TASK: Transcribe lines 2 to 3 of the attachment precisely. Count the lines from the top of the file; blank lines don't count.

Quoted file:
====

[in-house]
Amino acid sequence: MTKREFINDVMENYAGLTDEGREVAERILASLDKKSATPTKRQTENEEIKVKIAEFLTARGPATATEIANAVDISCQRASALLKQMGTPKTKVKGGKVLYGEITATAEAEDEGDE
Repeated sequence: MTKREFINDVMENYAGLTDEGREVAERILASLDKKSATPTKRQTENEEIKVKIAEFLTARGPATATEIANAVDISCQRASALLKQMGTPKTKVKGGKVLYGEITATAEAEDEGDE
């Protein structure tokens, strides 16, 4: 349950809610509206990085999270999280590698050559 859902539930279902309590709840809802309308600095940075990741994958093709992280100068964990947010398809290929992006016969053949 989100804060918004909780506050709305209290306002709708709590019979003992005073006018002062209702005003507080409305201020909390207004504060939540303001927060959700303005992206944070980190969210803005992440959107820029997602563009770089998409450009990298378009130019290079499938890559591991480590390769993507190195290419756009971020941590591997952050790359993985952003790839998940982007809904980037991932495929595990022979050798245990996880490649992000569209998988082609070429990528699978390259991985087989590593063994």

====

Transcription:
Amino acid sequence: MTKREFINDVMENYAGLTDEGREVAERILASLDKKSATPTKRQTENEEIKVKIAEFLTARGPATATEIANAVDISCQRASALLKQMGTPKTKVKGGKVLYGEITATAEAEDEGDE
Repeated sequence: MTKREFINDVMENYAGLTDEGREVAERILASLDKKSATPTKRQTENEEIKVKIAEFLTARGPATATEIANAVDISCQRASALLKQMGTPKTKVKGGKVLYGEITATAEAEDEGDE